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Cancer Cell Int. 2014 May 16;14:41. doi: 10.1186/1475-2867-14-41. eCollection 2014.

The role of cancer-associated fibroblasts, solid stress and other microenvironmental factors in tumor progression and therapy resistance.

Author information

1
Laboratory of Molecular Pathology, Institute of Molecular and Translational Medicine, Faculty of Medicine and Dentistry, Palacky University, Olomouc, Czech Republic.
2
Department of Pediatrics and Laboratory of Experimental Medicine, Institute of Molecular and Translational Medicine, Faculty of Medicine and Dentistry, Palacky University, Olomouc, Czech Republic.
3
School of Cancer Sciences, University of Birmingham, Birmingham, UK.

Abstract

Tumors are not merely masses of neoplastic cells but complex tissues composed of cellular and noncellular elements. This review provides recent data on the main components of a dynamic system, such as carcinoma associated fibroblasts that change the extracellular matrix (ECM) topology, induce stemness and promote metastasis-initiating cells. Altered production and characteristics of collagen, hyaluronan and other ECM proteins induce increased matrix stiffness. Stiffness along with tumor growth-induced solid stress and increased interstitial fluid pressure contribute to tumor progression and therapy resistance. Second, the role of immune cells, cytokines and chemokines is outlined. We discuss other noncellular characteristics of the tumor microenvironment such as hypoxia and extracellular pH in relation to neoangiogenesis. Overall, full understanding of the events driving the interactions between tumor cells and their environment is of crucial importance in overcoming treatment resistance and improving patient outcome.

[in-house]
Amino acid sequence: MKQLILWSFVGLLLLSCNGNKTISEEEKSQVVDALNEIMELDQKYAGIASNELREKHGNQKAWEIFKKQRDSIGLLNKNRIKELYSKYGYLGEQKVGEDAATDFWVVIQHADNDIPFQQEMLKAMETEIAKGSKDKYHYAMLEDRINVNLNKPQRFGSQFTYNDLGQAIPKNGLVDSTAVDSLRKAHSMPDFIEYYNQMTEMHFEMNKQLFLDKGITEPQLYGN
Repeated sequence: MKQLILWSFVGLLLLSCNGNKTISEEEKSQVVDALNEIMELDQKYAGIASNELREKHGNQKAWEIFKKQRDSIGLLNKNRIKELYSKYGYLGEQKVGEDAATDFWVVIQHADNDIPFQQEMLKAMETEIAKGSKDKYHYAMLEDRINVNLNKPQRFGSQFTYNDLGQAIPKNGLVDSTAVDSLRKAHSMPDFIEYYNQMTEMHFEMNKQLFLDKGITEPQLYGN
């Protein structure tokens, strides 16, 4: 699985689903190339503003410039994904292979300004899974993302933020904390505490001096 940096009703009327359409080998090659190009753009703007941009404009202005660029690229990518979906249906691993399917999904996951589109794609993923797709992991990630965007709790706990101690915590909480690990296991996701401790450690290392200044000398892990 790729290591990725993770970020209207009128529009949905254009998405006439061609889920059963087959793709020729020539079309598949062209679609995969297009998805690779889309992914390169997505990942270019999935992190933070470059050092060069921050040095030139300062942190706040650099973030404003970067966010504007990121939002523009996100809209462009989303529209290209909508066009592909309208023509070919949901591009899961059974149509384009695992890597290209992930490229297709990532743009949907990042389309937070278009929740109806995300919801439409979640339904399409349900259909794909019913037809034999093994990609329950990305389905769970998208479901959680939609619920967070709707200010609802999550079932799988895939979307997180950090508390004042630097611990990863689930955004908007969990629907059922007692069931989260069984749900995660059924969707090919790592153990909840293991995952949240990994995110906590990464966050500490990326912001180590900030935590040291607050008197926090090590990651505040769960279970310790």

KEYWORDS:

Cancer associated fibroblasts; Interstitial fluid pressure; Solid stress; Therapy resistance; Tumor microenvironment

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